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March 1, 2018
Vol. 75
No. 6

ASCD at 75

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Supporting Educators Yesterday, Today, and Tomorrow.

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"Children are the most marvelous material with which to work. There are characters to build, as well as knowledge to impart and minds to train, and there are even hearts to be educated."
So wrote Eleanor Roosevelt—yes, the Eleanor Roosevelt—in the very first issue of Educational Leadership in October 1943. The impressively debuting magazine was the official publication of an ambitious new organization then known as the Department of Supervision and Curriculum Development. The group had launched just seven months earlier, in March 1943, through the merger of two organizations—the Society for Curriculum Study and the Department of Supervisors and Directors of Instruction (part of the National Education Association)—whose members were looking to break through rigid hierarchies and hidebound conventions in education and work toward holistic approaches to school improvement.
From the start, the ASCD, as the organization soon came to be known, embraced a unique and compelling set of core principles. It focused not just on the academic goals of curriculum, but also on education's broader social dimensions, including the development of students' moral and creative capacities and an understanding of their diverse needs. It called for greater collaboration and cross-pollination between district leaders, school principals, and teachers (a priority soon reflected in its membership). And it sought to provide a trustworthy and independent forum for educator voice, support, and idea sharing, including on controversial and challenging issues.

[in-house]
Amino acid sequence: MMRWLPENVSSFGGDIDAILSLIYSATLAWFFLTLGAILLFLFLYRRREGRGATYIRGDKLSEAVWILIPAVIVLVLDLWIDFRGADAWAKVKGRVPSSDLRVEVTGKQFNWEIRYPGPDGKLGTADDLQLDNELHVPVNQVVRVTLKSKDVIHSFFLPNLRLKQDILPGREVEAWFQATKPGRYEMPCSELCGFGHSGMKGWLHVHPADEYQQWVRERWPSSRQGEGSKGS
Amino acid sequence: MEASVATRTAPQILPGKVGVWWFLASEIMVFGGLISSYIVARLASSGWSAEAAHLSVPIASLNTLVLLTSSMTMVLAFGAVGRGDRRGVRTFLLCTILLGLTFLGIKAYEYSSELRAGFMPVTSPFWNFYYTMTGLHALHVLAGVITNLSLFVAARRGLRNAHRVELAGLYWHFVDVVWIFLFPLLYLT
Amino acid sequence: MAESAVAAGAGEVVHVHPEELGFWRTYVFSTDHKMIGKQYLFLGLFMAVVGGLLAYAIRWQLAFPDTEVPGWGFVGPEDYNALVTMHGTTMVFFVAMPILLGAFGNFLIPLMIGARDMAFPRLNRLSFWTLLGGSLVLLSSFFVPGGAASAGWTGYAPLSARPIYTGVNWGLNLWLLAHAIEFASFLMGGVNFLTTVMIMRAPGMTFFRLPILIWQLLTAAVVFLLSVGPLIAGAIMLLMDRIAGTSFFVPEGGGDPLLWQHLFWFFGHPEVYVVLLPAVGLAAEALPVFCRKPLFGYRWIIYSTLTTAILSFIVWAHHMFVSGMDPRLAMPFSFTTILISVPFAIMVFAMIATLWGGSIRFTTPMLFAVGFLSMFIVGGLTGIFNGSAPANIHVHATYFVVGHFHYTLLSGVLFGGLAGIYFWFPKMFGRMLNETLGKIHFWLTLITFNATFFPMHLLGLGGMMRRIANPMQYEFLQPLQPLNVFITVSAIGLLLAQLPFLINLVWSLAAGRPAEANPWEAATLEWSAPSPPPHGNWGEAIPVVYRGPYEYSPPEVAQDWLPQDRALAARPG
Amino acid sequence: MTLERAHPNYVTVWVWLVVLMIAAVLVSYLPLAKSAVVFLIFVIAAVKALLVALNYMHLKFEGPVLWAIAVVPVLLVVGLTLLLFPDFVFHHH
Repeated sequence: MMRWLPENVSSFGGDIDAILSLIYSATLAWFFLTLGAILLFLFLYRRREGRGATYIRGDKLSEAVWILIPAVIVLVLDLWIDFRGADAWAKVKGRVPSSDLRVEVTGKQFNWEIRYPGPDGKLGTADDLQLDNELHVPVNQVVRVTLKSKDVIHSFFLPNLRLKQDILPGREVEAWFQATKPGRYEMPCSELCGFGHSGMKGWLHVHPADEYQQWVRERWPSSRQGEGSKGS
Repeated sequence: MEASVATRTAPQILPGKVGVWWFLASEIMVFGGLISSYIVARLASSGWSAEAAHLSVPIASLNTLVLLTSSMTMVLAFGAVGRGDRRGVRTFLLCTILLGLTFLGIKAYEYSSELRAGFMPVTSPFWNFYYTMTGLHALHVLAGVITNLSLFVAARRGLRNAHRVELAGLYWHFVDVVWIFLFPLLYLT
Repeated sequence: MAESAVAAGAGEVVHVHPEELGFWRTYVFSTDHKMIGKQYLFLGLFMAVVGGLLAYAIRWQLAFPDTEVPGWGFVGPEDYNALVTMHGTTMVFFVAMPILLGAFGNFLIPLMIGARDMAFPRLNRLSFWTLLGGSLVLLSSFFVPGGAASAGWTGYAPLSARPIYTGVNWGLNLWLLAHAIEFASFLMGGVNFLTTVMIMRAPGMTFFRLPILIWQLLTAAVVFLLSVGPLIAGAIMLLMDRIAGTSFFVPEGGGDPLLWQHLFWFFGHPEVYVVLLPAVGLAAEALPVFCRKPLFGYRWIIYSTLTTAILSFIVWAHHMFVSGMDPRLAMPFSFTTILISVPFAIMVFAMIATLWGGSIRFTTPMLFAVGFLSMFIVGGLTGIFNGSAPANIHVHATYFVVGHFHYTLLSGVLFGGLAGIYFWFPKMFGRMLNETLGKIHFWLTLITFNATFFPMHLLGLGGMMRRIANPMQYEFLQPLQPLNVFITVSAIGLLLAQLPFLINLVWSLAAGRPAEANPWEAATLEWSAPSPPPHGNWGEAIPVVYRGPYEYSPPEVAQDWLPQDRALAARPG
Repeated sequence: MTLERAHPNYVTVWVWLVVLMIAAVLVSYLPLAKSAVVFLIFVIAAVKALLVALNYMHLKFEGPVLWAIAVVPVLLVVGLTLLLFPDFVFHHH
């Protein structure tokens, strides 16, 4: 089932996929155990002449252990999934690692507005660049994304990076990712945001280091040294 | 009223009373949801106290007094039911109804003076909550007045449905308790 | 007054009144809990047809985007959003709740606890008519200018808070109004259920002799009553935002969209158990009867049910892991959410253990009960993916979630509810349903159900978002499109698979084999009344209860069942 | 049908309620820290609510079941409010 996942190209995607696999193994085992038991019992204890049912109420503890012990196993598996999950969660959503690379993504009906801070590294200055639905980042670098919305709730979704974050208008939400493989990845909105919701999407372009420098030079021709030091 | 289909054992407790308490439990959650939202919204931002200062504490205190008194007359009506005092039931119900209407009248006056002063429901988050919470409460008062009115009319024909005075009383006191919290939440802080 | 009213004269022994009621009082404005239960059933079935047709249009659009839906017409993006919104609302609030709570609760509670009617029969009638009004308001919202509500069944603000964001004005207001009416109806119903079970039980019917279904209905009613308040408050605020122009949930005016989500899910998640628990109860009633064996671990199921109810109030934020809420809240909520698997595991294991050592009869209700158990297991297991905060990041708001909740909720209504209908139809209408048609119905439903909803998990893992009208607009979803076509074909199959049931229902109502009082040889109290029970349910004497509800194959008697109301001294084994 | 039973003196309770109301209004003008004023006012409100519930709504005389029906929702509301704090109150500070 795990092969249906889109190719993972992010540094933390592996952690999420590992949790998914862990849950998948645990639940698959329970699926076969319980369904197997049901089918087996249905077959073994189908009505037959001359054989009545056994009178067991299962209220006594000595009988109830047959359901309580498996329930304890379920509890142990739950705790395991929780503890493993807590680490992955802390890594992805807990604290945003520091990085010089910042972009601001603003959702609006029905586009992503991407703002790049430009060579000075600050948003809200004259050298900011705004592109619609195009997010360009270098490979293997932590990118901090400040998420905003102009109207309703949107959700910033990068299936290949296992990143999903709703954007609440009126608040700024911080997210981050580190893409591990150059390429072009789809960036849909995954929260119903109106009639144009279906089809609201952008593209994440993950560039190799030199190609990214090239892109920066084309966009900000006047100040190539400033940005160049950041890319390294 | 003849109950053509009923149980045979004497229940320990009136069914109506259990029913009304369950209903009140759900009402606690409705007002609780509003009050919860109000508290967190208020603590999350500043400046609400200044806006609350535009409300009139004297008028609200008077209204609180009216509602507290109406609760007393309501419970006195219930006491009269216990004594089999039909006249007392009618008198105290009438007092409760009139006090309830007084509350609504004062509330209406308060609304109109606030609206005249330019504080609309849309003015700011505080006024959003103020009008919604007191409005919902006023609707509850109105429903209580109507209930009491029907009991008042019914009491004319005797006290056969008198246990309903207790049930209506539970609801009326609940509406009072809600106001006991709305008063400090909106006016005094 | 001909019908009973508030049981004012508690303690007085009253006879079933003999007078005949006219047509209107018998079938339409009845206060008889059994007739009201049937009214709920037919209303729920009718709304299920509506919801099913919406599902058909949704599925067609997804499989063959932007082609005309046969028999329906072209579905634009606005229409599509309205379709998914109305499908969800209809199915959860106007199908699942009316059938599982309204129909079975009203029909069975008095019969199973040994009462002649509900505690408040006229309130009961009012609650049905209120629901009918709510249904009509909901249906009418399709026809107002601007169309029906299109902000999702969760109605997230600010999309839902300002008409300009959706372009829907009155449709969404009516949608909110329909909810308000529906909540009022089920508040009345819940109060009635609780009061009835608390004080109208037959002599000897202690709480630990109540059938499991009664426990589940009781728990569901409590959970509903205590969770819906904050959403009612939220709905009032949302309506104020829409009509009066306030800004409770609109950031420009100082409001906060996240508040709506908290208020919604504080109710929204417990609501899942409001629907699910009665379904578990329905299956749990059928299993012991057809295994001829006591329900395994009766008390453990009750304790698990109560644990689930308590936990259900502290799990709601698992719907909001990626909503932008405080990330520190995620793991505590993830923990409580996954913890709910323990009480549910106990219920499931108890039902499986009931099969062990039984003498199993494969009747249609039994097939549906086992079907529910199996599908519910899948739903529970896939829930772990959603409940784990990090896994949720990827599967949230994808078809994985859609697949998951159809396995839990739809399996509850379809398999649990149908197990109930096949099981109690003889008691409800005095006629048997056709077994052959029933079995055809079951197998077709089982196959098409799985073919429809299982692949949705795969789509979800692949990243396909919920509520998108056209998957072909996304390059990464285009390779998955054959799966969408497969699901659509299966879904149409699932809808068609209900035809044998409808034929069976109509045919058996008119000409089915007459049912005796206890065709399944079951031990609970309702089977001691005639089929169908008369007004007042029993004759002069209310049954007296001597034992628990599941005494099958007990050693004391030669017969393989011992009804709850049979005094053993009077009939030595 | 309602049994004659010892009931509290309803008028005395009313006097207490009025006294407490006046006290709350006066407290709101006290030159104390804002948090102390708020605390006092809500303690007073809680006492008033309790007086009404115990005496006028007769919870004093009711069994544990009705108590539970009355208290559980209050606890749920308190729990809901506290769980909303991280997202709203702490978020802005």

During its first 75 years, ASCD has carried out and built on those principles in ways that even its forward-thinking founders might not have imagined. Through its publications, books, conferences, advocacy work, digital resources, professional development services, and—perhaps most of all—its membership, the organization has fostered a robust and ceaselessly questioning community of professional learners.
Join us as we look back on some of the highlights of ASCD's first 75 years and look ahead to the work still to be done.
"It's hard to convey today how important ASCD was to those of us who came early to the association. ASCD was the focus of our efforts to create a better education in a better society."—William Van Til, ASCD President, 1961–62

Educational Leadership Through The Decades

Teaching in War Time (October 1943)
  1. Creativity and the School (October 1956)
  2. Unlocking the School (May 1967)
  3. Controversy and Education (October 1975)
  4. Empowering Students and Teachers Through Technology (March 1986)
  5. How the Brain Learns (November 1998)
  6. NCLB: Taking Stock, Looking Forward (November 2006)
  7. Disrupting Inequity (November 2016)

Prominent Voices

Eleanor Roosevelt (October 1943)
Hubert Humphrey (March 1951)
Hillary Clinton (March 1992)
Maya Angelou September 2013
Sir Ken Robinson September 2009

ASCD Books: Thought Leadership, Covered

Since 1943, ASCD has published more than 750 titles. It now places more than 1 million books in the hands of educators every year. ASCD books have been published in more than 50 countries and 30 languages.

All-Time ASCD Bestsellers

Perceiving, Behaving, Becoming: A New Focus for Education (1962) by Arthur Wright Combs and Earl C. Kelley
Classroom Instruction That Works (2001, 2012) by Robert J. Marzano, Debra J. Pickering, and Jane E. Pollock (1st edition); Ceri B. Dean, Elizabeth Ross Hubbell, Howard Pitler, and Bj Stone (2nd edition)
Enhancing Professional Practice (1996, 2007) by Charlotte Danielson
How to Differentiate Instruction in Academically Diverse Classrooms (1995, 2001, 2017) by Carol Ann Tomlinson
The Differentiated Classroom (1999, 2014) by Carol Ann Tomlinson
Understanding by Design (2005) by Grant Wiggins and Jay McTighe

1946

ASCD holds its first annual conference in St. Louis, Missouri, with the theme "Setting Our Instructional Sights."

1949

In response to "educational McCarthyism," ASCD adopts a resolution condemning censorship in schools and promoting instructional freedom.

1962

ASCD's 1962 yearbook, Perceiving, Behaving, Becoming, spurs popularity of the humanist movement.